A person’s whole self-identity could be based on being desirable to others. He or she would only be concerned with being attractive, having sexual appeal, being popular, and being worth having in company. Also, one could be concerned with being desirable in a non-physical way at work, school, or society. Peoples’ way of relating to or viewing the word ‘desire’ could be shaped not only by current society’s views, but also by past experiences. If as a child you always desired to have toys or clothes or video games, but you did not get them, you might relate to the word more as a wanting. Or as a teenager if you always desired to be like someone else, you were obsessed with appearances, popularity, or being sought after, then your view should have an appearance and emotional component. Being a young-adult having newfound desire for people sexually or even being told that they personally were desirable could prompt a sexual view of the word. All these examples of past experiences with desire could shape or be shaped by someone’s perception of their identity.
If I define myself as desirable, people automatically think I am being conceited because they assume I refer to being sexually appealing. For me as a member of a younger generation it is easy to be victim to thinking in these terms. I do not want my self worth to be judged on my appearance because this is a never-ending cycle. People who have low self-esteem strive to become more attractive and pleasing. If these people are not as attractive as wished they will have low self-esteem. So in turn, self-esteem continues to waver depending on self image and its positive or negative feedback. This is the reason so many young people have self-esteem problems. I do not limit my self-worth to physical attractiveness, but I judge myself on more important characteristics like mental awareness, unique personality traits, emotional stability, and contentment in general. Therefore, others should not judge themselves on looks, which are genetic and sometimes can not be changed. Basing self-worth on sexual appearance is degrading and unfulfilling and it should not be promoted to young people that do not yet know better.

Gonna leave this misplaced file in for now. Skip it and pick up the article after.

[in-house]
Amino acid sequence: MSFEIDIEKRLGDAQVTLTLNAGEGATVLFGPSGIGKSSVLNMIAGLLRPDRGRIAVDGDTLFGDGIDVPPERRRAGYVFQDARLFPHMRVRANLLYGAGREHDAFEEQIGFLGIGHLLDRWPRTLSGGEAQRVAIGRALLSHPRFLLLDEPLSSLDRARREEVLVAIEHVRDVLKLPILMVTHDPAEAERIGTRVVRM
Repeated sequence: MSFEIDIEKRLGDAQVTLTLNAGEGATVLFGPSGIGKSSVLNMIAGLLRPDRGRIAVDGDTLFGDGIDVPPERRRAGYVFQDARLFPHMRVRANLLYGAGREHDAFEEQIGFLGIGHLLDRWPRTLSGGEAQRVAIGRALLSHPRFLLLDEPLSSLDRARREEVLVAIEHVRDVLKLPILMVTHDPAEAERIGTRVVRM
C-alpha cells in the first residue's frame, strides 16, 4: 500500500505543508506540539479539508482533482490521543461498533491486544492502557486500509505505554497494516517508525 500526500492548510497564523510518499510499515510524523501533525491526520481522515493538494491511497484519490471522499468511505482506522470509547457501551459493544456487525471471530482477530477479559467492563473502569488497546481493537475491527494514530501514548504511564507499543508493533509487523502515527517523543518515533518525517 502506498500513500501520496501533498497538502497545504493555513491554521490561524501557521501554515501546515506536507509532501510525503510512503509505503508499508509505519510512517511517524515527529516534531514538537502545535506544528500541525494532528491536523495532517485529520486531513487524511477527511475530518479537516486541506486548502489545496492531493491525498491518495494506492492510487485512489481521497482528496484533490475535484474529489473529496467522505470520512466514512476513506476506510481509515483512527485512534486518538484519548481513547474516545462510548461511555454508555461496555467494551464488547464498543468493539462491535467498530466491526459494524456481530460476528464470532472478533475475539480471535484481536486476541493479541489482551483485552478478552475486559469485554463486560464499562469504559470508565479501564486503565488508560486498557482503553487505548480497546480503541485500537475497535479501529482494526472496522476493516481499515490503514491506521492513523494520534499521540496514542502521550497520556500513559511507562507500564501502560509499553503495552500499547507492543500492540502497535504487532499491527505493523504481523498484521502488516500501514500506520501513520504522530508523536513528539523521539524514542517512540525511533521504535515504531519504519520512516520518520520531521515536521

Different viewpoints of this word exist not only because it can be used in different context, but because of past experiences, and connotations attached to the word. Connotations are put on the word by the influence of sexuality in our society and the changing values of our civilization in general. People should be more open to the use of different words and not automatically stereotype the meaning or implication of a word when it is used just because society in general may have attached a specific implication to it. In conclusion, no one should rely on their sexual attractiveness, judged by themselves or others, to determine the state of their self-esteem.